Similar to every area of life, there are certain rules and laws that regulate the Influencer Marketing sector. As easy as Influencer Marketing looks, that is never the case if you are a brand or an influencer that is not complying with these rules. This week we are discovering the influencer marketing laws in Europe to not be a criminal while working on our marketing strategies.
Influencer marketing laws deal with criminal and civil conditions related to both user-generated content, and the websites or platforms that host the content. Some major legal problems are privacy, denigration, and copyright violations. Although there are common social media laws accepted worldwide, governments can legislate their own social media laws considering their interests and requirements. EU countries have recently gone through a couple of social media law regulations.
Disinformation is considered as one of the offenses in European Law System and in European influencer marketing regulations. Disinformation, as deliberate actions to deceive the public or receive economic gain, is thought to have serious aftereffects. The consequences can be milder in terms of the recovery process like causing public disorder or it can have bigger consequences like threatening democracy, and political policy-making processes. Publicizing false information harms the certainty of organizations, and social or traditional media, and causes citizens to make manipulated choices. Disinformation is seen as a polarizing factor that can arouse anxiety in society. In the long run, it may damage the freedom of opinion and expression which is one of the fundamental rights in the Charter of Fundamentals Rights of EU.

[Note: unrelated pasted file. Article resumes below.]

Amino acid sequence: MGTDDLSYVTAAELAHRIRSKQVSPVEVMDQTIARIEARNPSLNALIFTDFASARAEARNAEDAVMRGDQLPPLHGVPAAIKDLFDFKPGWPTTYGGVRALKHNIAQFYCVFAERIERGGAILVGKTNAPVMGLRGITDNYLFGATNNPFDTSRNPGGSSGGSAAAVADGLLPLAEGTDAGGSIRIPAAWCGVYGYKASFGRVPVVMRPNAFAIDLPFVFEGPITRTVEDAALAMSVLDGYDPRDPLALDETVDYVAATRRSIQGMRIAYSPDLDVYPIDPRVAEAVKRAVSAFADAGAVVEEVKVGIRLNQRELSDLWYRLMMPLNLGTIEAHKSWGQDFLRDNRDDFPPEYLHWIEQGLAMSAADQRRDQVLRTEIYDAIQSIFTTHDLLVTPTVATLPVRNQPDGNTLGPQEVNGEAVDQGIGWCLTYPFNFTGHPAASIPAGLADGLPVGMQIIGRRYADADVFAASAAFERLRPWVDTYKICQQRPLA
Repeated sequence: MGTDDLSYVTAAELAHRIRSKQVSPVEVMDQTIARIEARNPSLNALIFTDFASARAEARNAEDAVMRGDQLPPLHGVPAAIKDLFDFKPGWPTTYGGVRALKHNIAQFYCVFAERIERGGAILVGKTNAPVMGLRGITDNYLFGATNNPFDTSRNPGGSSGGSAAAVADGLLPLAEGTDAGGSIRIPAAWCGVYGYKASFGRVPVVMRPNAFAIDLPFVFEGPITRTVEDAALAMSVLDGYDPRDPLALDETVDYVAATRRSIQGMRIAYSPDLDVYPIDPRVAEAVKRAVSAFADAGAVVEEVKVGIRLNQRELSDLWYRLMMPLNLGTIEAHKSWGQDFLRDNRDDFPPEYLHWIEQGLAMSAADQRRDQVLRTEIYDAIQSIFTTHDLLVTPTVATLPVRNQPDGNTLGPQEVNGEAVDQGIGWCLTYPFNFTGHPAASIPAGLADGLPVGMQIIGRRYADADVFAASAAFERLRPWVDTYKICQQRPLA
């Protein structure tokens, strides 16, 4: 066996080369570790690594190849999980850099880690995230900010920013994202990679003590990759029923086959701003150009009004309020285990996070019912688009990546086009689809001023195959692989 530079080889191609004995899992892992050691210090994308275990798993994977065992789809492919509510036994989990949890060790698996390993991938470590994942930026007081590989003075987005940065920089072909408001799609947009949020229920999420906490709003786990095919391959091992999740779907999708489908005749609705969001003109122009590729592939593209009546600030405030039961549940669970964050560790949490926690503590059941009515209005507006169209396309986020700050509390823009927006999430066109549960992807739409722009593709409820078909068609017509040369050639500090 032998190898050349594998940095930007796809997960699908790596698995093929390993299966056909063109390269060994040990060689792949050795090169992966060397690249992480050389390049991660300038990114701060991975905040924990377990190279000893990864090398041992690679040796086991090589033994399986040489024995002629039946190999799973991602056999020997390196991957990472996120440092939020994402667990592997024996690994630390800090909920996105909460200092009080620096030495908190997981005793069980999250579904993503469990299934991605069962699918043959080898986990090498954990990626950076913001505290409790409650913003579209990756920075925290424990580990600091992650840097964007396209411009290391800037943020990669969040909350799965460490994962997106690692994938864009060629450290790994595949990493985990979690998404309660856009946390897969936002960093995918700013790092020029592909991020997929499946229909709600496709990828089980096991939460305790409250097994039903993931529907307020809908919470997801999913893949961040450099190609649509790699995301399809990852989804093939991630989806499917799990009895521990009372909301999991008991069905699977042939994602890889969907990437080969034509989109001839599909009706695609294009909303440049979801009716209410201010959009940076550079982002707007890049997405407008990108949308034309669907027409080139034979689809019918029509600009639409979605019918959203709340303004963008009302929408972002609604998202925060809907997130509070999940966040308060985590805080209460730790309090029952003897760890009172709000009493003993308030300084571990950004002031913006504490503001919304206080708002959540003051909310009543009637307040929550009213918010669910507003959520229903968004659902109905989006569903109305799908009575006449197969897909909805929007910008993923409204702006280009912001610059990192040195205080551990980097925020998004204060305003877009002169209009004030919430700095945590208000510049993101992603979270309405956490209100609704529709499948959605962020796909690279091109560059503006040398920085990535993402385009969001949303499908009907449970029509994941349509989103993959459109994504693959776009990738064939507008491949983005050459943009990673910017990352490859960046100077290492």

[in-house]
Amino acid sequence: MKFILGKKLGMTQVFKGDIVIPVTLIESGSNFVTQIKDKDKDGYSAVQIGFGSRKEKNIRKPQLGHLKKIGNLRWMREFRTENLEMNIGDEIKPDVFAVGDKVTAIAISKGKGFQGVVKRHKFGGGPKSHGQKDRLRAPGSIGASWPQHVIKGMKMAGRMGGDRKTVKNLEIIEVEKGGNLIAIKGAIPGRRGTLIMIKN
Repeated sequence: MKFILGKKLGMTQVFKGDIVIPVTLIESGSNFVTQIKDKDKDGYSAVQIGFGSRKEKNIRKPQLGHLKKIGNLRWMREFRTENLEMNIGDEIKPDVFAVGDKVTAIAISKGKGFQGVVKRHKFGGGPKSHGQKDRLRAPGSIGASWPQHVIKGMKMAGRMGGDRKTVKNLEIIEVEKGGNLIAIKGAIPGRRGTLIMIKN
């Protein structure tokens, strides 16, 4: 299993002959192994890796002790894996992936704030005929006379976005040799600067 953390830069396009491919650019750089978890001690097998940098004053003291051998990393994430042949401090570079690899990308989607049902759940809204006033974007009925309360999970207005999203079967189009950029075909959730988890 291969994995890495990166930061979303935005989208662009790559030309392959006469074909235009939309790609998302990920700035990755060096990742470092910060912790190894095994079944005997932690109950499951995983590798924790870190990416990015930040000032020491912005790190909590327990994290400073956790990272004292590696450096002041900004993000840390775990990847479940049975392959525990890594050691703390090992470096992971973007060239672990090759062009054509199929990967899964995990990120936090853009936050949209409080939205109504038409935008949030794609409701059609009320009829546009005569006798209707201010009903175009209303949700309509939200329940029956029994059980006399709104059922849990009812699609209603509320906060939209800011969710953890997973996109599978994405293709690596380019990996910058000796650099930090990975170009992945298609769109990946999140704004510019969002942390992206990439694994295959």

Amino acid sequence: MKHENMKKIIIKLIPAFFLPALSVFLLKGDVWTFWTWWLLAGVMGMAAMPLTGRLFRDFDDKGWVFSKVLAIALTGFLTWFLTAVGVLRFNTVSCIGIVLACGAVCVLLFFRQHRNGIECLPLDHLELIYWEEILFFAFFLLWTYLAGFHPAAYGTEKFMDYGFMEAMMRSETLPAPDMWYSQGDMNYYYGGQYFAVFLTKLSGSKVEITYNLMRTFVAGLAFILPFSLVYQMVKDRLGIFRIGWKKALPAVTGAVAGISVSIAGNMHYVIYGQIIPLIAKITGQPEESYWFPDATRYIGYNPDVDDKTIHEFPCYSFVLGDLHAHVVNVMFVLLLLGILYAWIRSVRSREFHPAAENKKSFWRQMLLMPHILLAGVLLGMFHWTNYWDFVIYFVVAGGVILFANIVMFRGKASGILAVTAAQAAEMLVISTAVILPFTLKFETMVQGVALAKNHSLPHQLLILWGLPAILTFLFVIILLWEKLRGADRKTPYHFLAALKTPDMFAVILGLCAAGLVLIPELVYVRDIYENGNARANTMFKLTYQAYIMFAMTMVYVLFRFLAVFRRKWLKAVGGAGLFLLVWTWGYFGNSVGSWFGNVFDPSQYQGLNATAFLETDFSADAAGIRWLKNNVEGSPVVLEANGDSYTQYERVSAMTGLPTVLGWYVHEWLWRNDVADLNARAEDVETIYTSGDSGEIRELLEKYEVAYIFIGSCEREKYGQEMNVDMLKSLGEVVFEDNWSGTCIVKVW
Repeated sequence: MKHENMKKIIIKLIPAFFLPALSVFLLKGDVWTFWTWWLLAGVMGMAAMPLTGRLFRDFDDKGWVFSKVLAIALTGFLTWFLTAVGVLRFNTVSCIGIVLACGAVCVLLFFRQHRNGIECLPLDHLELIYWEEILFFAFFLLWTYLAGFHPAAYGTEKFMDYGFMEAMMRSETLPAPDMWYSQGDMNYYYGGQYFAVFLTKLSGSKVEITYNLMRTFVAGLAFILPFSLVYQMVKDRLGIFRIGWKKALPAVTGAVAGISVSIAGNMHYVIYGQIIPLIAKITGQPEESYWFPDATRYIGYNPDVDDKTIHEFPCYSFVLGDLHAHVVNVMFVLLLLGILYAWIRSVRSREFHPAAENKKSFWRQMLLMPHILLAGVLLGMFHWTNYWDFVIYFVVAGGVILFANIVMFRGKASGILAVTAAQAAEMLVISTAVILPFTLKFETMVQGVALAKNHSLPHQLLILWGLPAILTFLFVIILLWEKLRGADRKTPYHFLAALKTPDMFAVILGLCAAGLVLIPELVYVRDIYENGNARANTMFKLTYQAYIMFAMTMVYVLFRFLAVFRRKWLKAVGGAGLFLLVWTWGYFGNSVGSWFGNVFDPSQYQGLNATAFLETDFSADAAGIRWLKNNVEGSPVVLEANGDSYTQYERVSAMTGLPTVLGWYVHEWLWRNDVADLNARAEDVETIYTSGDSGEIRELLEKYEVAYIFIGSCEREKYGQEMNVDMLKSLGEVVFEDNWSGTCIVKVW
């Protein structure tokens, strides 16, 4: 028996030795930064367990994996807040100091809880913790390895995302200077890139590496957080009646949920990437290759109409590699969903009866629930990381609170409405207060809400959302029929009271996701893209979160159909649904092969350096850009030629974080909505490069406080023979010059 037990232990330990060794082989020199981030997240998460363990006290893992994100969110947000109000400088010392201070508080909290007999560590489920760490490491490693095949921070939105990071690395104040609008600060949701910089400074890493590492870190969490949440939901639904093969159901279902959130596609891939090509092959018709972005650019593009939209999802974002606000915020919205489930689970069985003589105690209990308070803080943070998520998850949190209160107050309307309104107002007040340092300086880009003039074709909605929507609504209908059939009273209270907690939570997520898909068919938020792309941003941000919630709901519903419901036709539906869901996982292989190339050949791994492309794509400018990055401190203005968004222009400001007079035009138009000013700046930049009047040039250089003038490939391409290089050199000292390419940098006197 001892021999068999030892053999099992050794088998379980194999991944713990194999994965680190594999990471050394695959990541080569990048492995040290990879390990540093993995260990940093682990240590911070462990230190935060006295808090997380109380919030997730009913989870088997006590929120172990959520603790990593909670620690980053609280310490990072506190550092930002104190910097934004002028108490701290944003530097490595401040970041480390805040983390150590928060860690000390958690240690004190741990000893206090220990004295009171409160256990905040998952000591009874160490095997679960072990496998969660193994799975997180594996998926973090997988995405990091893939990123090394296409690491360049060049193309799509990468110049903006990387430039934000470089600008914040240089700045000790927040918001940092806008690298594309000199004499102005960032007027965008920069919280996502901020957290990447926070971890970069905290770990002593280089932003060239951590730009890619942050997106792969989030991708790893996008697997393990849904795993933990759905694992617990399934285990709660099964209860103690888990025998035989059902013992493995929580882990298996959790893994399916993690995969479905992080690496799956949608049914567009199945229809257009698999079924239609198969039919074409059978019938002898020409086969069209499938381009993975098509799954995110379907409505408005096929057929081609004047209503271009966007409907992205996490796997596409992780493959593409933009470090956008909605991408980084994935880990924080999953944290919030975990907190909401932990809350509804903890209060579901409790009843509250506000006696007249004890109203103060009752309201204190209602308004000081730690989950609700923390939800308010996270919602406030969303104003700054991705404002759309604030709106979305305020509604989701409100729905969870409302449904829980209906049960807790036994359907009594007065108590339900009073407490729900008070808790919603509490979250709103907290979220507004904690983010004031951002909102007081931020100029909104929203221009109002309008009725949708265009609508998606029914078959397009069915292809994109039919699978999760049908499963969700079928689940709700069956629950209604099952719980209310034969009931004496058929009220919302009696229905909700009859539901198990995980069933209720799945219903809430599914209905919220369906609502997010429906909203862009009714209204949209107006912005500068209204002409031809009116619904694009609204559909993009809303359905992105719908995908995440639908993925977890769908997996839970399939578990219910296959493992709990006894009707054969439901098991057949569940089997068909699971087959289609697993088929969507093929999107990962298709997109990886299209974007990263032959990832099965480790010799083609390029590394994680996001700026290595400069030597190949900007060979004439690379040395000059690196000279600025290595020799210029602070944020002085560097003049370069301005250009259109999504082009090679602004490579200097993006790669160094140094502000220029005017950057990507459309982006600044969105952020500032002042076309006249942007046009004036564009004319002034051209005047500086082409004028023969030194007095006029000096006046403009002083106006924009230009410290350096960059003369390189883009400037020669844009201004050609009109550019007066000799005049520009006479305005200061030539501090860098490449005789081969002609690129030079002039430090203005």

Not only people who publicize false information are in danger of facing sanction. Influencers or brands who share illegal contents such as hate speech, any abuse-supporting material, and violation of intellectual property rights are also sanctioned. People failing to meet these requirements are imposed to a fine. This regulation is mostly about the improvement of efficient and fast content removal. To avoid illegal contents, many online platforms try to set out fast-track procedures and remove the content automatically. In European Union, a new regulation regarding this topic has been proposed, and accepted. The latest version of the regulation includes strong prohibitions against terror-related content. Again, the main objective of influencer marketing laws in Europe is to keep public together, and avert polarization.
At first, the law regarding illegal contents drew a lot of criticisms. The law mainly aims to make people “think twice” before sharing. However, some people disagree with the regulation because it leads social media users’ to censor, and be censored more, which would in turn create the “censorship culture”.
France was the first country that proposed and then applied this law.
On May 13, France’s @AssembleeNat will vote on a proposed hate speech law that could harm both people’s right to freedom of expression and access to knowledge not just in France, but in diverse communities across Europe and the globe. #LoiAvia #CyberHaine (1/11) ⬇️